For many of us, it's instinctive to want to be in control. When I was a territory manager, I worked diligently to take care of all the details myself. That way, l rationalized, I knew things were done the “right” way. Can you relate?

The problem with this mindset is that it limits one's capability to utilize the resources of others who are equally, if not better, equipped to provide value-added support to your customers. It follows, then, that limiting your resources limits your ability to create anything unique. If your thinking is the same as others, it's likely your behaviors will be the same as others, and it's likely that your results will be the same as others. Being the same as others is not extraordinary. So, if you are a territory manager who thinks the way I did, then this article is addressed to you.

I've been writing about how you can approach your target accounts with an intention that is different from your competitors. Others call on your customers hoping for an opportunity to bid or quote on something… looking for some scraps to pick up. My coaching, detailed in the book Proposition Selling, presents a consultative approach to selling where you see yourself as a value-added resource to your customers that can help them create extraordinary success in their business. If you intend to create extraordinary success for your customer, you're going to need some help.

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When it comes to helping customers create business growth, the wise territory manager would consider all of the resources that are available to him or her. Just about every person in your company has capabilities that could, in some way, help your customers:

  • Your customer sales specialist can often answer questions that technicians and installers have.
  • Your delivery guy can time hi deliveries to accommodate your customer's busy morning activities.
  • Your marketing specialist may help contractors put together technician sales handouts or direct mailers.
  • Your training department can put on classes that will improve the skills of your technicians, installers and comfort advisors.
  • Your credit department might provide coaching on how to deal with certain financial challenges.

Looking at others within your company as a resource for creating growth could also apply when it comes to helping your customers get out of trouble.

For example, let's say your customer shares with you, in confidence, that he's having problems with cash flow. He got himself stuck by expanding his residential business into commercial, taking on several projects with general contractors who are all now challenging him with slow payments. He's afraid to push for money because he doesn't want to alienate the general contractors and cause them to pay even slower or decide to look for ways to not pay him at all. He has already exhausted his credit line and now he's extended himself past 60 days with all his suppliers, including you. He only sees things getting worse.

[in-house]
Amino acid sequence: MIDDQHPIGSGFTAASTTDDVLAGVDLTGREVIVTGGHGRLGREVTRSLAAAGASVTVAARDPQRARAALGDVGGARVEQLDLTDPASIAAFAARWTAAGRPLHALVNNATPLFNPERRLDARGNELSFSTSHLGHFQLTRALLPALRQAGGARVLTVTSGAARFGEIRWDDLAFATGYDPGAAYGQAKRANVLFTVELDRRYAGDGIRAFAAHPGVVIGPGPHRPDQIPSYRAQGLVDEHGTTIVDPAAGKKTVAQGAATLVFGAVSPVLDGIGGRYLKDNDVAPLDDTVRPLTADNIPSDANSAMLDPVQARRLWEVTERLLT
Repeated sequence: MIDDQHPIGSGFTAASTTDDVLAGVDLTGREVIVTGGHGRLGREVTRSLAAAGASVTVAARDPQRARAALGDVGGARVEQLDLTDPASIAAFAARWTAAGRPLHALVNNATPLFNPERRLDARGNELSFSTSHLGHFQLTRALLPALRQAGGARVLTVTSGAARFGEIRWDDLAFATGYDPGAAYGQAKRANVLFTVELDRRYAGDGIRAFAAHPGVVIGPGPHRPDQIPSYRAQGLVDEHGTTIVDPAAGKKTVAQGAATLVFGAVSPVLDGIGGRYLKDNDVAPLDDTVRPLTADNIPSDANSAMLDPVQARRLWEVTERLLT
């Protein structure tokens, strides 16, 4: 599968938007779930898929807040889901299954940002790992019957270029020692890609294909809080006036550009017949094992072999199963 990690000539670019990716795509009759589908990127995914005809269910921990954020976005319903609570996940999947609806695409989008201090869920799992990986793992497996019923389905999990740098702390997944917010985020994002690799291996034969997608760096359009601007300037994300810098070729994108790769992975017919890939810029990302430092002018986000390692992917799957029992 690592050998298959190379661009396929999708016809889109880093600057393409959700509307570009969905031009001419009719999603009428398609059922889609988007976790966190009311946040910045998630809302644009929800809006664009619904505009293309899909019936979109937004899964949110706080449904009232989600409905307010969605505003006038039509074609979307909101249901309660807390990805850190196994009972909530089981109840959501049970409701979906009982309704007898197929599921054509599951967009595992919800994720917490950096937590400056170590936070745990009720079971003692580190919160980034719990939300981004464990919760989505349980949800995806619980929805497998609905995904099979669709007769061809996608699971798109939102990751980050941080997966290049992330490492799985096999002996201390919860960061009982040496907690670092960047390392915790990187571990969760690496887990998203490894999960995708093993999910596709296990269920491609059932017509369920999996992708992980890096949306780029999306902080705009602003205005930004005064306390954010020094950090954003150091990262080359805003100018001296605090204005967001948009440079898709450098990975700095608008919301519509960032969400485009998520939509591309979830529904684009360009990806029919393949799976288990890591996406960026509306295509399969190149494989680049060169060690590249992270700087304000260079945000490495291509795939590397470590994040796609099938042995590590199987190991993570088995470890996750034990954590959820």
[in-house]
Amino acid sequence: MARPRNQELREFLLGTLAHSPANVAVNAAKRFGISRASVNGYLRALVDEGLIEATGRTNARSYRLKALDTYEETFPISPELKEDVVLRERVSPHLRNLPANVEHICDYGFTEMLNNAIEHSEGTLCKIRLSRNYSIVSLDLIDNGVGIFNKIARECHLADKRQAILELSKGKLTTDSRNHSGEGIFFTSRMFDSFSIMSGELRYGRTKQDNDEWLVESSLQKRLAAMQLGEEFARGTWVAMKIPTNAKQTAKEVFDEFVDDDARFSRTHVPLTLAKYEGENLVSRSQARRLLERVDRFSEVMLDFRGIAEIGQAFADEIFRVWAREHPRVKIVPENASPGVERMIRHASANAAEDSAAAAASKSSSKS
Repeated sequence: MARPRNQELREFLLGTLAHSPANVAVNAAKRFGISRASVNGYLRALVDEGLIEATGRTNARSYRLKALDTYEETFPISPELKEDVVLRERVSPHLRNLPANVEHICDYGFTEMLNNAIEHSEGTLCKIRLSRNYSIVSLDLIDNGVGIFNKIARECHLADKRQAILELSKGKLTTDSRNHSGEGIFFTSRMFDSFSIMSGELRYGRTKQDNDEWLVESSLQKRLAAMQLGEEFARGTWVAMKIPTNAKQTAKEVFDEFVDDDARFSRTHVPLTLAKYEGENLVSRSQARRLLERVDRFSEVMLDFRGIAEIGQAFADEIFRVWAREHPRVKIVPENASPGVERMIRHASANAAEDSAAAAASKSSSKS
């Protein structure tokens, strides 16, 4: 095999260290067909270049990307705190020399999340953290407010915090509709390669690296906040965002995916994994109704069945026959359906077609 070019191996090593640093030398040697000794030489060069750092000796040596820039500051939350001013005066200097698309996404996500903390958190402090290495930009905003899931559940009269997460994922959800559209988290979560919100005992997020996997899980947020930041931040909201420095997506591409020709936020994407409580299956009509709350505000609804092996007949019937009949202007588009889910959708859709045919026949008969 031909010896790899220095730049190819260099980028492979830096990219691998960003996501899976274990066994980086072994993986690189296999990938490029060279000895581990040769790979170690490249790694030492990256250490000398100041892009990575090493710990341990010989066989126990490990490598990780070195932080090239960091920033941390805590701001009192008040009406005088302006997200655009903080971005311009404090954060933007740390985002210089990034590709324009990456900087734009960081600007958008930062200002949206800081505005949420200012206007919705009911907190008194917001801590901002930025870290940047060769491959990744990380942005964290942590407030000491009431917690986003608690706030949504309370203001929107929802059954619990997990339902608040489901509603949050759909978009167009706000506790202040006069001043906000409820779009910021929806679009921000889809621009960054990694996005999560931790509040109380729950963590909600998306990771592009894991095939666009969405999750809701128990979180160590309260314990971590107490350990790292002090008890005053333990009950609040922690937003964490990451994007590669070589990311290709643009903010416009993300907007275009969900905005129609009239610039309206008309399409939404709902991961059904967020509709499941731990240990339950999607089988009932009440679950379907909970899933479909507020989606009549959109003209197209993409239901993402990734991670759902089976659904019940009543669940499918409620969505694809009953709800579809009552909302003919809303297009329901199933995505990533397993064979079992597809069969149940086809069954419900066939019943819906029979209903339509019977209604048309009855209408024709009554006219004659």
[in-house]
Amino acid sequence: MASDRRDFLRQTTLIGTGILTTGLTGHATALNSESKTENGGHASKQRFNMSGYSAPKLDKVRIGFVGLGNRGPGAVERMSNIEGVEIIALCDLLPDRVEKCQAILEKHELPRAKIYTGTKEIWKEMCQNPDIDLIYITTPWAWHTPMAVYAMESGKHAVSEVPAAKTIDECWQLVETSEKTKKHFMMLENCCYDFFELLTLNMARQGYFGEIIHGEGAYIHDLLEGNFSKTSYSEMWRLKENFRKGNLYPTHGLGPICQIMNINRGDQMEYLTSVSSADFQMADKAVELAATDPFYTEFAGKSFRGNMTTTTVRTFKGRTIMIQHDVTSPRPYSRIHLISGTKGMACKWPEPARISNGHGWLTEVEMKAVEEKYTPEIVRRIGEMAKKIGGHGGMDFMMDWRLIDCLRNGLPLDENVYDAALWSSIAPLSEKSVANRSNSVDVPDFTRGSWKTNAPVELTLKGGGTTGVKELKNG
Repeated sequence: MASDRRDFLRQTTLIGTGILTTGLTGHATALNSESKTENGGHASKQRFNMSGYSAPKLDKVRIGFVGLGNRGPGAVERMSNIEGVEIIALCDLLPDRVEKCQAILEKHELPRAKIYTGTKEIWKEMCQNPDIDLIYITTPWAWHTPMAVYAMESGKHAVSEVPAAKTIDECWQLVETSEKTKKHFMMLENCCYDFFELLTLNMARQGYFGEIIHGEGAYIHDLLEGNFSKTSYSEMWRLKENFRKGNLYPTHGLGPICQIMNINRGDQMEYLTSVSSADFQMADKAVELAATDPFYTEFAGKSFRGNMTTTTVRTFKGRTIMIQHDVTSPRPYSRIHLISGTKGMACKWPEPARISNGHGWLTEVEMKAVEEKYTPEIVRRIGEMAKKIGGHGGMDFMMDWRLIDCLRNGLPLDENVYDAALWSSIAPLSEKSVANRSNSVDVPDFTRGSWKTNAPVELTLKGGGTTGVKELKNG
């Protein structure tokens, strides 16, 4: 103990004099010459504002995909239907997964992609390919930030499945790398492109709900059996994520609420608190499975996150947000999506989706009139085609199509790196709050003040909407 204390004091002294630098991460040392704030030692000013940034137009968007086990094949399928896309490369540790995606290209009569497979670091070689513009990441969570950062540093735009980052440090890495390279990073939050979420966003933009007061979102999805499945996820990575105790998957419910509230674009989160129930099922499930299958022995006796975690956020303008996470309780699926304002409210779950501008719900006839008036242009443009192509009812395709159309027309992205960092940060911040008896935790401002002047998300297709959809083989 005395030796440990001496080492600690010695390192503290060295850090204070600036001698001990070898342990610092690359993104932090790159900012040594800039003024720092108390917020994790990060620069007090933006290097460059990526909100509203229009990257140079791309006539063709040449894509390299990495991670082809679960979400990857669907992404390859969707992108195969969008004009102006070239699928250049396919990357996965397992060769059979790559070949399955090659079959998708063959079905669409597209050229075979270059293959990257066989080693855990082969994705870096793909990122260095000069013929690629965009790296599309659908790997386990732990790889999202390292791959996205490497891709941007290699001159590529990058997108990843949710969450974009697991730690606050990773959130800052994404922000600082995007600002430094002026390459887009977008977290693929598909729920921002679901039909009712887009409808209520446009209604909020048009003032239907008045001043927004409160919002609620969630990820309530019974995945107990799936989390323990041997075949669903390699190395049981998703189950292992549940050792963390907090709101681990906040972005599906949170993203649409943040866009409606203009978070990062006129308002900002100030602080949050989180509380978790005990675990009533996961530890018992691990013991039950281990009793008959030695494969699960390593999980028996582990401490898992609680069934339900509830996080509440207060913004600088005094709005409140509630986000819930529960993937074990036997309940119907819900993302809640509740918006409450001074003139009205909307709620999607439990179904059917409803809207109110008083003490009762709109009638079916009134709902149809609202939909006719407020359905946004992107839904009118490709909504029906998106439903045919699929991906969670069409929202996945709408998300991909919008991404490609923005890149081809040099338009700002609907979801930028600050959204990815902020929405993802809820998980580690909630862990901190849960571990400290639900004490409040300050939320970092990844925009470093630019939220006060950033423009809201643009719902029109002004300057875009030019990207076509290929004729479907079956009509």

Many territory managers would see this as something they couldn't do any thing about. Company policy might dictate that he turn the account over to the credit manager who would set guidelines on how much business could be taken, if any, and what the terms would be. This might help the company to minimize bad debt losses, but it wouldn't necessarily help create any future customer business or loyalty.

You could choose to help your customer learn and grow from the experience by getting expert help in managing this complex situation. You would start by asking some questions:

  • How is the rest of his business doing?
  • Are the general contractors willing to discuss their payment intentions with your company also represented?
  • Has he ever used job accounts?
  • Would he be willing to sign a personal guarantee?
  • Would he be willing to meet with your credit manager to discuss alternative ways to approach the general contractors when asking for money?

These questions are realistic for discussion if the territory manager has a good relationship with his customer. The credit manager has likely had experience in similar situations and could suggest alternative ways to work through this;job accounts could be set up, joint checks could be issued by the general contractors, materials for completing the job could then be delivered on time and your customer could focus on running his business instead of worrying about survival.

With this mindset, the territory manager would be looking at the situation not just as an opportunity to help his customer get out of trouble, but to also address the cause of the problem. By doing so he can actually strengthen the relationship.

Let's take another example.

The service parts and supplies business you have had for years is now being threatened by a competitor who has promised your customer that they will reduce your pricing by 5 percent across the board. You ask your sales manager for this price concession and are immediately turned down. What can be done?